June 21st, 2012

Indignant Candiru

Elly and Liz and Val and Holly and High School Hallways.

Before I get back to wondering why it is that Elly's belief that, aside from the hurtful comments of arse-scratching Neanderthals, farming was such a positive experience for her that her children's inability to enjoy it is proof that they're horrible monsters, I'd like to talk about another failure of the imagination she shares with a person from another strip. In today's entry, I'll take a brief side-trip to the Pacific Northwest so as to pay another visit to one Valerie Stone, hero of the strip "Stone Soup" by Jan Eliot.

Ms Eliot has in the past mentioned that Lynn is and has been a great influence on her. We see that when her characters make the same ridiculous palms-out pleading gesture as do the Pattersons and we especially see it when I come to what I want to talk about. Most of the strip's dramatic tension that isn't related to Val's battles with an oafish ex-frat boy who lives to maintain the glass ceiling comes from her constant battle to "cure" her teenaged daughter Holly of traits she finds less than desirable. The means by which this is to be accomplished is to have every adult in the strip gang up on the kid and blather about how horrible she is for not caring about things she cannot do a hell of a lot about while "wasting" her time worried about cute boys, the opinion of mean girls and other things that they don't see as anything to obsess about.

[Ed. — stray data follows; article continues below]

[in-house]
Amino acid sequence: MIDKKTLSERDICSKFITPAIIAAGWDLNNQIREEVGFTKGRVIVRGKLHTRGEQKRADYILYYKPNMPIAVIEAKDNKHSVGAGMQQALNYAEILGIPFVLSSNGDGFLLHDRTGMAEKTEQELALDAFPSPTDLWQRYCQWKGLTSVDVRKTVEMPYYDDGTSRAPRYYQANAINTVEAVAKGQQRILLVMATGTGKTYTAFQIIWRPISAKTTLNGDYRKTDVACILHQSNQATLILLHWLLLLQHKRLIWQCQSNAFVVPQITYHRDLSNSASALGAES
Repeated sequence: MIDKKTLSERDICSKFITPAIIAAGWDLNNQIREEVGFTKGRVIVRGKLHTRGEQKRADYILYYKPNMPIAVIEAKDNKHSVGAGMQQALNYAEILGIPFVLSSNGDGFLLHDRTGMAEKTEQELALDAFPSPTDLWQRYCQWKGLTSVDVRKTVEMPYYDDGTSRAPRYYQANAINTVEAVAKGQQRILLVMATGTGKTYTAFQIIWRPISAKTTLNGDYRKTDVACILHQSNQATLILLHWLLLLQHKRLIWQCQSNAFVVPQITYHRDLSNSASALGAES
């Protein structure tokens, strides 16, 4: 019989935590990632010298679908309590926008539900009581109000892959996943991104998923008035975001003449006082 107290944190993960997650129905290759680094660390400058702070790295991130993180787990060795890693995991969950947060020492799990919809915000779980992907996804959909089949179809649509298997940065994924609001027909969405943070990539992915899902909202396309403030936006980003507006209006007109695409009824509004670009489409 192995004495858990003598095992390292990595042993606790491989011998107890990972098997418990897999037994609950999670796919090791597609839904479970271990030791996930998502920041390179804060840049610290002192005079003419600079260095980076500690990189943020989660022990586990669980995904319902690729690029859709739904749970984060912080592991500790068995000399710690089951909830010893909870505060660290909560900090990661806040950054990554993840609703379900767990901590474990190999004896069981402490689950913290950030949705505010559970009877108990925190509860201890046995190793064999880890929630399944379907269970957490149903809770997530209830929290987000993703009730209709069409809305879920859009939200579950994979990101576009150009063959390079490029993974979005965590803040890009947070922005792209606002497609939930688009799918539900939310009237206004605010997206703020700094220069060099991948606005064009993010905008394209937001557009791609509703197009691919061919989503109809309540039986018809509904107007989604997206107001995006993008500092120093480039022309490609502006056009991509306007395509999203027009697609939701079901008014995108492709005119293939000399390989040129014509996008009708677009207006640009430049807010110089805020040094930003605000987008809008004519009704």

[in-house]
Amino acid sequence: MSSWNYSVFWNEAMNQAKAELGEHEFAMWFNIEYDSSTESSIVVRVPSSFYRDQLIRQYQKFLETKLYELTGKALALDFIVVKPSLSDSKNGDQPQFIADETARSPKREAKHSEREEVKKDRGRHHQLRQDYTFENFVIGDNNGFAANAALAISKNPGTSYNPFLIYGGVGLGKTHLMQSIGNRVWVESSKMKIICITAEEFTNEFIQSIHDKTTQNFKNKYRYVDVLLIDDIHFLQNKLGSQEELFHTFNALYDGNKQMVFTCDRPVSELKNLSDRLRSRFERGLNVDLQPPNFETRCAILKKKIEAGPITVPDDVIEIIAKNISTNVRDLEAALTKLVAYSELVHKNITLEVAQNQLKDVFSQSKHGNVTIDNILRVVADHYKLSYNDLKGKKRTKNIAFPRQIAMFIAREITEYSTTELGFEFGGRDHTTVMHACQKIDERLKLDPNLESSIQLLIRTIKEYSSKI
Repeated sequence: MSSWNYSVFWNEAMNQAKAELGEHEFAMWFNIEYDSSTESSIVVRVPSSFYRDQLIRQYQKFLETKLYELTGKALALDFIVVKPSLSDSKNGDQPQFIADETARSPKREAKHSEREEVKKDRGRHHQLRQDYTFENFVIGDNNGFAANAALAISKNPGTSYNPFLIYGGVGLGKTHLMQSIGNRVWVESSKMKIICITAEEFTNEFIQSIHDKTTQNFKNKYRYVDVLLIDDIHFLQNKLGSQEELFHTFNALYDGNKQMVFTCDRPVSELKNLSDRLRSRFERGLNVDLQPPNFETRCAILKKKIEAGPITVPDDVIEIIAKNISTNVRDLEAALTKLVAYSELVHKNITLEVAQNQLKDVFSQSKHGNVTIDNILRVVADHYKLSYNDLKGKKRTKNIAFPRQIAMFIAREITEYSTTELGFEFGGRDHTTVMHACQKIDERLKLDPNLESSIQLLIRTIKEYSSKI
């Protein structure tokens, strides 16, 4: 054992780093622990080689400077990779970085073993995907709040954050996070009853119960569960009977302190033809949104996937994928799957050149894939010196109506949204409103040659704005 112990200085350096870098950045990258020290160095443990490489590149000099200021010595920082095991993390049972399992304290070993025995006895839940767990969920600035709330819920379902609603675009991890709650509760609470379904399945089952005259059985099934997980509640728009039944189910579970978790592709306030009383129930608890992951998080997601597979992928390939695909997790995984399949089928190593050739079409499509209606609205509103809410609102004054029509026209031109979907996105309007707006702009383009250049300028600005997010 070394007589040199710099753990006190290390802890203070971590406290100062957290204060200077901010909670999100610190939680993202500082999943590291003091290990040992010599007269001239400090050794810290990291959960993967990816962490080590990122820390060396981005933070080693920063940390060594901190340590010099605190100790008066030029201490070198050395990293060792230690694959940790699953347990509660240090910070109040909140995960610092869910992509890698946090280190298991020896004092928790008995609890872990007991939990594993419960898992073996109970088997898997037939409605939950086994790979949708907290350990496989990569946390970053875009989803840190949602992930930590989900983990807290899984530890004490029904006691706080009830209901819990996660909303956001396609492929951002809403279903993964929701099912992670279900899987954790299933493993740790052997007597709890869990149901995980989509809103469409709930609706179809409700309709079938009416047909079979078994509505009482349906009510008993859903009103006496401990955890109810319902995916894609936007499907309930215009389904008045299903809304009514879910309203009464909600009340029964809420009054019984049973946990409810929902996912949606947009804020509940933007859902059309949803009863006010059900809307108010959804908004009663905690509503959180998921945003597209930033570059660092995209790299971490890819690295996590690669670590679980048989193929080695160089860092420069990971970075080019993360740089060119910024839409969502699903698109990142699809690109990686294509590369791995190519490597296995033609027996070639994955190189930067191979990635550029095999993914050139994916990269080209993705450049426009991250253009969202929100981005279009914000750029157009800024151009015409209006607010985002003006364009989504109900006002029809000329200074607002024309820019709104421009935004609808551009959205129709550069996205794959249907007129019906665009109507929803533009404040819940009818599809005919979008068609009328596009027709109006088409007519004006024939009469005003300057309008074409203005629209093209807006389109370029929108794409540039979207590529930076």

This makes of them so many clones of Eva Warzone. As in Milborough, the girl in suburban Seattle is the victim of a bunch of clods who are only too glad to tell her "Who cares if what you have to go through is a big deal? It doesn't affect us in the slightest so you're pure evil in a skirt for worrying about it!" Given their systematic refusal to see that her school life matters to her, they confidently misdiagnose every problem she has because they think of her as a person living in the real world instead of the denizen the government-run hellworld filled with cliquish horror freaks she really is. Since they refuse to see that the things she worries about are kind of a big deal no matter how sincere they are, they stand there and scratch their collective heads in confusion because she never talks to them.

This makes her a sister to teenaged Liz and present-day April; like them, she has parents who don't really understand what she's going through because they've willed themselves to not do so.